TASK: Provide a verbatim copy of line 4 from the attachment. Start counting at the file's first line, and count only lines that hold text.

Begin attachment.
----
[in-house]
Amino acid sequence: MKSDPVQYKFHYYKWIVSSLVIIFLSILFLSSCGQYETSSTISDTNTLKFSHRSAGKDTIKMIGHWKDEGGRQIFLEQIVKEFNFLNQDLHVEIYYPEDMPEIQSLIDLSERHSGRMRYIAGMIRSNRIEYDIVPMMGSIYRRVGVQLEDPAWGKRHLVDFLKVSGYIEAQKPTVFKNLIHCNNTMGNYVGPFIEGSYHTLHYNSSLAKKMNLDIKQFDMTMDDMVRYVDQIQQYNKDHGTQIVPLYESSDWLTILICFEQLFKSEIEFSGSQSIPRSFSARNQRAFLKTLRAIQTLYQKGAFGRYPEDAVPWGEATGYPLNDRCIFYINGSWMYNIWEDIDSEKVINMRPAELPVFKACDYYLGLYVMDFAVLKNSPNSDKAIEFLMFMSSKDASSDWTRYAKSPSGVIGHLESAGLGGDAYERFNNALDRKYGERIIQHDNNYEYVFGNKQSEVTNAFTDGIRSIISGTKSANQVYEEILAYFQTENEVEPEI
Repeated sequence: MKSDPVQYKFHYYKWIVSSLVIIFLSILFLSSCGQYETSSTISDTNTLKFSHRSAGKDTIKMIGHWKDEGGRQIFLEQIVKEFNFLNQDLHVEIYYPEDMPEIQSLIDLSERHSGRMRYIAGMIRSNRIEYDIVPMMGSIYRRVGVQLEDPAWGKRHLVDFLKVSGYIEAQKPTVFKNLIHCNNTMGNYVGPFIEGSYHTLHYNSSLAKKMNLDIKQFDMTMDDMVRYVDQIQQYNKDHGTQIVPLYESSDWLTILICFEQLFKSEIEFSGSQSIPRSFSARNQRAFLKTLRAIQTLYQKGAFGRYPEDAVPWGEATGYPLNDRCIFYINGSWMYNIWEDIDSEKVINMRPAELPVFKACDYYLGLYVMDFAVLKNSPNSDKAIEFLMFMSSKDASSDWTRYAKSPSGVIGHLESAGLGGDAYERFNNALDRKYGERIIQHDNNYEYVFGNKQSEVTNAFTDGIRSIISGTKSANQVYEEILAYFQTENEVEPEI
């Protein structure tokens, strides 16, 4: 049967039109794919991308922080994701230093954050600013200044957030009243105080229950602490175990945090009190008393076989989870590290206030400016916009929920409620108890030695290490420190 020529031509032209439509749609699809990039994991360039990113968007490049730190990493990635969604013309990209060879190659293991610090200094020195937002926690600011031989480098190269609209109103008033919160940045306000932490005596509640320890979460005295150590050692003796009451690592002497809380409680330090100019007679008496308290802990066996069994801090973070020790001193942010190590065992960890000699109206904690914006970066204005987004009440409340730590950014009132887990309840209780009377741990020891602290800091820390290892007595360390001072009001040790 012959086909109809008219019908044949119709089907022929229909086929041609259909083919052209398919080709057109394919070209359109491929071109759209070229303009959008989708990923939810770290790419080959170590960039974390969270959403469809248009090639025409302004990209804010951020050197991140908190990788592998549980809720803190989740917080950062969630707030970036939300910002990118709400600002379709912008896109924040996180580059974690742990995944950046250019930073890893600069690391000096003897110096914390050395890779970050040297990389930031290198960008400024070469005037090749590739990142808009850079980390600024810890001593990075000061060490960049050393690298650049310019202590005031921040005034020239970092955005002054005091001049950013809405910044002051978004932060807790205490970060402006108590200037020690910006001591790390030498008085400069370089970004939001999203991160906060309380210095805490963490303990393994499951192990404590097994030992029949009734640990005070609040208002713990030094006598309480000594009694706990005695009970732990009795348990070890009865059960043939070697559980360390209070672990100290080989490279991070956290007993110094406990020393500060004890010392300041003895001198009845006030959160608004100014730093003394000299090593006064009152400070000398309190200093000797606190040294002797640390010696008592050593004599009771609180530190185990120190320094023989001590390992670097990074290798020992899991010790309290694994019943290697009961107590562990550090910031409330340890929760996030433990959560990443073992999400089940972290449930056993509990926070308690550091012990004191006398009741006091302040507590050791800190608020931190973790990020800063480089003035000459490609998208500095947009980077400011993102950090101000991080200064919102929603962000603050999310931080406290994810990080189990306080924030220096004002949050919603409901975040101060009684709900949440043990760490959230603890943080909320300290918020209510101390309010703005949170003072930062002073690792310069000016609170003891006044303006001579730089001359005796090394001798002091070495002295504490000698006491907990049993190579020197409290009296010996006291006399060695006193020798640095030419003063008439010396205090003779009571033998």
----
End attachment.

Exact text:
């Protein structure tokens, strides 16, 4: 049967039109794919991308922080994701230093954050600013200044957030009243105080229950602490175990945090009190008393076989989870590290206030400016916009929920409620108890030695290490420190 020529031509032209439509749609699809990039994991360039990113968007490049730190990493990635969604013309990209060879190659293991610090200094020195937002926690600011031989480098190269609209109103008033919160940045306000932490005596509640320890979460005295150590050692003796009451690592002497809380409680330090100019007679008496308290802990066996069994801090973070020790001193942010190590065992960890000699109206904690914006970066204005987004009440409340730590950014009132887990309840209780009377741990020891602290800091820390290892007595360390001072009001040790 012959086909109809008219019908044949119709089907022929229909086929041609259909083919052209398919080709057109394919070209359109491929071109759209070229303009959008989708990923939810770290790419080959170590960039974390969270959403469809248009090639025409302004990209804010951020050197991140908190990788592998549980809720803190989740917080950062969630707030970036939300910002990118709400600002379709912008896109924040996180580059974690742990995944950046250019930073890893600069690391000096003897110096914390050395890779970050040297990389930031290198960008400024070469005037090749590739990142808009850079980390600024810890001593990075000061060490960049050393690298650049310019202590005031921040005034020239970092955005002054005091001049950013809405910044002051978004932060807790205490970060402006108590200037020690910006001591790390030498008085400069370089970004939001999203991160906060309380210095805490963490303990393994499951192990404590097994030992029949009734640990005070609040208002713990030094006598309480000594009694706990005695009970732990009795348990070890009865059960043939070697559980360390209070672990100290080989490279991070956290007993110094406990020393500060004890010392300041003895001198009845006030959160608004100014730093003394000299090593006064009152400070000398309190200093000797606190040294002797640390010696008592050593004599009771609180530190185990120190320094023989001590390992670097990074290798020992899991010790309290694994019943290697009961107590562990550090910031409330340890929760996030433990959560990443073992999400089940972290449930056993509990926070308690550091012990004191006398009741006091302040507590050791800190608020931190973790990020800063480089003035000459490609998208500095947009980077400011993102950090101000991080200064919102929603962000603050999310931080406290994810990080189990306080924030220096004002949050919603409901975040101060009684709900949440043990760490959230603890943080909320300290918020209510101390309010703005949170003072930062002073690792310069000016609170003891006044303006001579730089001359005796090394001798002091070495002295504490000698006491907990049993190579020197409290009296010996006291006399060695006193020798640095030419003063008439010396205090003779009571033998």